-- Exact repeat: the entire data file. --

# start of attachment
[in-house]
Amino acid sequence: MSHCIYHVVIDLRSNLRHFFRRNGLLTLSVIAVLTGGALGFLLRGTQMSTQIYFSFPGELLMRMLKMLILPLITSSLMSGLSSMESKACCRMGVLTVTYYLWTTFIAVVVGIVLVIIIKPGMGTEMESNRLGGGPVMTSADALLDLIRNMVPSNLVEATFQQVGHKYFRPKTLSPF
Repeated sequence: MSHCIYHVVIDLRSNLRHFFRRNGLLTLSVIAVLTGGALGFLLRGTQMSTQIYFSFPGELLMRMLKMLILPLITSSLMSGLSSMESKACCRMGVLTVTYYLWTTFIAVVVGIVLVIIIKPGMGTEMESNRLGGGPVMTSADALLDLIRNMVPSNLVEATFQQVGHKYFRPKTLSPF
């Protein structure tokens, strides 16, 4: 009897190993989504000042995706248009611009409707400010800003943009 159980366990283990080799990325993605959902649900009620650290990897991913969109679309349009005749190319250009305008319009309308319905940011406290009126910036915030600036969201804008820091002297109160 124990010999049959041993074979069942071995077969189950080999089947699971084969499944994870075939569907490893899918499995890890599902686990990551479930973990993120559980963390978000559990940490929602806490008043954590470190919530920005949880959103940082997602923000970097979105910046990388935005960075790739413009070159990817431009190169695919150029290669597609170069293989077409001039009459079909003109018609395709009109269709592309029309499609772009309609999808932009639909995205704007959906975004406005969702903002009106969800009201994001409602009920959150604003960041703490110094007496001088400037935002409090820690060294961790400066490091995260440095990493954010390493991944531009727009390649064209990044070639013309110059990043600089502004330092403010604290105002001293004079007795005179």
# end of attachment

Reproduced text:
[in-house]
Amino acid sequence: MSHCIYHVVIDLRSNLRHFFRRNGLLTLSVIAVLTGGALGFLLRGTQMSTQIYFSFPGELLMRMLKMLILPLITSSLMSGLSSMESKACCRMGVLTVTYYLWTTFIAVVVGIVLVIIIKPGMGTEMESNRLGGGPVMTSADALLDLIRNMVPSNLVEATFQQVGHKYFRPKTLSPF
Repeated sequence: MSHCIYHVVIDLRSNLRHFFRRNGLLTLSVIAVLTGGALGFLLRGTQMSTQIYFSFPGELLMRMLKMLILPLITSSLMSGLSSMESKACCRMGVLTVTYYLWTTFIAVVVGIVLVIIIKPGMGTEMESNRLGGGPVMTSADALLDLIRNMVPSNLVEATFQQVGHKYFRPKTLSPF
């Protein structure tokens, strides 16, 4: 009897190993989504000042995706248009611009409707400010800003943009 159980366990283990080799990325993605959902649900009620650290990897991913969109679309349009005749190319250009305008319009309308319905940011406290009126910036915030600036969201804008820091002297109160 124990010999049959041993074979069942071995077969189950080999089947699971084969499944994870075939569907490893899918499995890890599902686990990551479930973990993120559980963390978000559990940490929602806490008043954590470190919530920005949880959103940082997602923000970097979105910046990388935005960075790739413009070159990817431009190169695919150029290669597609170069293989077409001039009459079909003109018609395709009109269709592309029309499609772009309609999808932009639909995205704007959906975004406005969702903002009106969800009201994001409602009920959150604003960041703490110094007496001088400037935002409090820690060294961790400066490091995260440095990493954010390493991944531009727009390649064209990044070639013309110059990043600089502004330092403010604290105002001293004079007795005179």